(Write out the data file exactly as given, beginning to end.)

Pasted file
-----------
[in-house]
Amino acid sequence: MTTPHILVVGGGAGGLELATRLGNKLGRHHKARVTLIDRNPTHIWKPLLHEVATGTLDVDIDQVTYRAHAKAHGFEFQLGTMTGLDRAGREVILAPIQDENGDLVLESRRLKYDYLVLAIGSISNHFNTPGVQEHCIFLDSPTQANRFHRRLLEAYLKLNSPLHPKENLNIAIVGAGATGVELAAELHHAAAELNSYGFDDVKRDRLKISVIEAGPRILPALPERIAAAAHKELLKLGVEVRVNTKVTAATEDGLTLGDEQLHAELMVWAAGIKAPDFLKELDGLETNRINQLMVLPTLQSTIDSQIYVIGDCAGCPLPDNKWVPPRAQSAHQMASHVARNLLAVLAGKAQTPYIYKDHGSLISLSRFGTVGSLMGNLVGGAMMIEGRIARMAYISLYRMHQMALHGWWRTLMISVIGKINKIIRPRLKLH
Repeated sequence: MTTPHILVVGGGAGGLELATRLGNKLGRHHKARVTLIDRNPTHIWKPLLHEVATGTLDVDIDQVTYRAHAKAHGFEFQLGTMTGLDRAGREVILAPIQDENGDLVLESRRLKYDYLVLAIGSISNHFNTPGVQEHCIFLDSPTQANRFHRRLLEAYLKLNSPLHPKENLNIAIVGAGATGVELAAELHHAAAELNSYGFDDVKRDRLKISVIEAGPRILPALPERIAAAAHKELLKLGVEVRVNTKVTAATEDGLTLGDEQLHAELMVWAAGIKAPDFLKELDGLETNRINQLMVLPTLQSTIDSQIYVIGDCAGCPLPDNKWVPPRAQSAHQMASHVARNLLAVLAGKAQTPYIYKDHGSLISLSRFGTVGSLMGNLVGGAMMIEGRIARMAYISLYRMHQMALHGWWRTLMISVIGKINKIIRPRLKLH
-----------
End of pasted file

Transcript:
[in-house]
Amino acid sequence: MTTPHILVVGGGAGGLELATRLGNKLGRHHKARVTLIDRNPTHIWKPLLHEVATGTLDVDIDQVTYRAHAKAHGFEFQLGTMTGLDRAGREVILAPIQDENGDLVLESRRLKYDYLVLAIGSISNHFNTPGVQEHCIFLDSPTQANRFHRRLLEAYLKLNSPLHPKENLNIAIVGAGATGVELAAELHHAAAELNSYGFDDVKRDRLKISVIEAGPRILPALPERIAAAAHKELLKLGVEVRVNTKVTAATEDGLTLGDEQLHAELMVWAAGIKAPDFLKELDGLETNRINQLMVLPTLQSTIDSQIYVIGDCAGCPLPDNKWVPPRAQSAHQMASHVARNLLAVLAGKAQTPYIYKDHGSLISLSRFGTVGSLMGNLVGGAMMIEGRIARMAYISLYRMHQMALHGWWRTLMISVIGKINKIIRPRLKLH
Repeated sequence: MTTPHILVVGGGAGGLELATRLGNKLGRHHKARVTLIDRNPTHIWKPLLHEVATGTLDVDIDQVTYRAHAKAHGFEFQLGTMTGLDRAGREVILAPIQDENGDLVLESRRLKYDYLVLAIGSISNHFNTPGVQEHCIFLDSPTQANRFHRRLLEAYLKLNSPLHPKENLNIAIVGAGATGVELAAELHHAAAELNSYGFDDVKRDRLKISVIEAGPRILPALPERIAAAAHKELLKLGVEVRVNTKVTAATEDGLTLGDEQLHAELMVWAAGIKAPDFLKELDGLETNRINQLMVLPTLQSTIDSQIYVIGDCAGCPLPDNKWVPPRAQSAHQMASHVARNLLAVLAGKAQTPYIYKDHGSLISLSRFGTVGSLMGNLVGGAMMIEGRIARMAYISLYRMHQMALHGWWRTLMISVIGKINKIIRPRLKLH